Metal Stamping Projects-Tutorials

metal stampingMetal Stamping Projects-Tutorials

Whew! It’s been a bit since I last posted. I’m still here, I’ve just been working on articles for Love To Know and projects I sell locally. Sometimes I get into the flow of things and forget to take pics…

…and sometimes I forget I have the pics after I have written tutorial for others sites…

…and then I wake up and share!

I had a lot of fun coming up with these projects for metal stamping. Years ago my dad had given me a basic metal stamping kit. Honestly, I wasn’t sure what I would ever do with it. Turns out it was a blast to play with. These projects would be great for craft shows.

DSCF6636Stamped Belt Cuff

These cuffs were made using old belts for the base.

DSCF6657Votive Candle Sleeve

Believe it or not, the metal I used for this candle sleeve was actually an aluminum oven liner.

DSCF6623Lucky Penny Key Ring

Stamping coins was “harder” than I thought it would be, but practicing only cost me pennies. 😉

Do you want to give it a try? You can find the free tutorials here.

Enjoy!

Irish Blessing Sign

DSCF7079Irish Blessing Sign

DSCF7058Yep, I’m at it again! Even though it takes a lot of time and is a bit fiddly, I love making stencils with my Cricut. While the sayings or quotes may not be original, my take on them is my own design. I hope you enjoy them.

We’ve had a lot of opportunities to get outside and cut wood this winter. Knock on wood (pun intended). Our winter has been pretty mild.

DSCF7062I put the signs together in much much the same way as I have previous ones. Pretty basic.

DSCF7066Because this was an Irish blessing, and with St. Patrick’s Day just around the corner, I debated on what colors to use.

DSCF7068I finally opted for neutral black and white so that the sign could be used for holiday decor, as well as everyday home decor.

DSCF7070The particular font I used on my Cricut did not have a comma, so I created my own and added the commas after the rest of the sign was stenciled.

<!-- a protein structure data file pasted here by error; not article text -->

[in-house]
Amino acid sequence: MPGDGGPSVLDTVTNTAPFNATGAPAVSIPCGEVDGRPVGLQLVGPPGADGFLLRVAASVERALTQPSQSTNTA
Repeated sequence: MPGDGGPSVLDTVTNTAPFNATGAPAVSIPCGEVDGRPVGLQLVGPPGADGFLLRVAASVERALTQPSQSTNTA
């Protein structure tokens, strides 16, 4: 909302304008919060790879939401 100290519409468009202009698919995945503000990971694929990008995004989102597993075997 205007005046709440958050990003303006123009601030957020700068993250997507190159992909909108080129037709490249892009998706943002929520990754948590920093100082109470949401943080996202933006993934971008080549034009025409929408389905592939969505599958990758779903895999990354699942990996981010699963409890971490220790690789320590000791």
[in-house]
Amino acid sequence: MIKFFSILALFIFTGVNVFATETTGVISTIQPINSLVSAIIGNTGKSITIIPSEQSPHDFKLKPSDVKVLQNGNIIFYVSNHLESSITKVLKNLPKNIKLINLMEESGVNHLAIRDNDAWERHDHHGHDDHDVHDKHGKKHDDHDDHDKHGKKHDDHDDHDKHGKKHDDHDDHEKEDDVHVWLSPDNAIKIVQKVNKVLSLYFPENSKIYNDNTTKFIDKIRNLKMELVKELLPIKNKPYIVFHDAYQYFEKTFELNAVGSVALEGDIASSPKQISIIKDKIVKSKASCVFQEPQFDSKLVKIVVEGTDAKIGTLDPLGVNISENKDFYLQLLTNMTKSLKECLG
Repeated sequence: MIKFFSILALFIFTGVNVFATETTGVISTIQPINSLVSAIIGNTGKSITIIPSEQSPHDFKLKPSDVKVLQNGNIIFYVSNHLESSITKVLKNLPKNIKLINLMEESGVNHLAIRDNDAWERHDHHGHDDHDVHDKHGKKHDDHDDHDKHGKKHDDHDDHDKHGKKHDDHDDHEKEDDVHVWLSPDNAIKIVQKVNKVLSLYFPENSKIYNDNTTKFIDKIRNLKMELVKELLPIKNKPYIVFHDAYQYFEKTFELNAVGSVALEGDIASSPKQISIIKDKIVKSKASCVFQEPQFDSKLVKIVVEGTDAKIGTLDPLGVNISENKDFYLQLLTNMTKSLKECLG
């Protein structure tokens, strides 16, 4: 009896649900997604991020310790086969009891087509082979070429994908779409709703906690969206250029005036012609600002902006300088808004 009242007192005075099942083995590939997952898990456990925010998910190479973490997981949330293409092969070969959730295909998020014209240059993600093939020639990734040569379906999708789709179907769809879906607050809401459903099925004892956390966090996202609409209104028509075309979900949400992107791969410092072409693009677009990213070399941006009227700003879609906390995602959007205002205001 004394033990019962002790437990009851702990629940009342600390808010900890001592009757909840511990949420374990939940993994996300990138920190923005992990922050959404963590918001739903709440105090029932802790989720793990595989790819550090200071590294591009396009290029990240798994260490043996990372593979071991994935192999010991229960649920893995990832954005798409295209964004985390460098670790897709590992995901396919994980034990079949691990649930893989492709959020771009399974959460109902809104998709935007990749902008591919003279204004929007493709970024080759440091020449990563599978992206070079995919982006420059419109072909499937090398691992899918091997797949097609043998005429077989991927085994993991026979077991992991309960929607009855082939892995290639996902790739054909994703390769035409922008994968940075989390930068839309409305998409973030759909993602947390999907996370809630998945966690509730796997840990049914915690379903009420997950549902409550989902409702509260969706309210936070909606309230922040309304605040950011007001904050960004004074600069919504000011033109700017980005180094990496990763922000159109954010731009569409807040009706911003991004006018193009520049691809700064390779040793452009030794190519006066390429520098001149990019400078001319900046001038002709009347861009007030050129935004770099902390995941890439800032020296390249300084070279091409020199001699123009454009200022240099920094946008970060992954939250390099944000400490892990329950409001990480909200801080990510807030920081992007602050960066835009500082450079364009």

DSCF7079I did add a touch of green raffia to the rusty wire hanger as a nod to St. Patrick’s Day. The raffia is just tied around the wire so it can easily be removed or replaced with a different color.

DSCF7073Enjoy!

Book Page Wreath

DSCF6798Book Page Wreath

I was going through some boxes that I had stored some craft supplies in when I came across some old books that were left over from a previous project. They became the inspiration for my next project.

I love the look of anything made with book pages, but I had never made a book page wreath. Preparing the books was the first thing on the agenda.

DSCF6790I used old paperbacks and removed the covers. Even the cover over the spine. I also tore them apart into small books about 1/4-inch thick. This makes it easier to accomplish the next step.

In a cake pan I placed eight single-serve tea bags and filled the pan with hot water. I let the bags steep for about 20 minutes and them removed the bags. Adding a few small books at a time, I submerged them in the tea and let them soak for a few minutes. I then let them drip off on a few layers of newspaper before I put them in a warm oven to dry. Drying does take a bit of time, but if you tea stain them one day, then the next you are ready to construct your wreath.

DSCF6791After the books were dry, I pulled each of the pages off the spine.

DSCF7042The wire for the wreath is a hanger. I cut the hook off and straightened it out, then I formed it into a circle. On one end I curled a closed loop that was folded vertically. On the other end I bent the end slightly in a horizontal direction. This was to visually remind me which way to bend the end when I finished the wreath. Making one vertical and one horizontal loop is important. If they were both one direction, then when they are attached the wreath will twist wonky.

DSCF6794The pages were simply folded in half. I placed two pages together, kinda crossing them so they didn’t line up perfectly.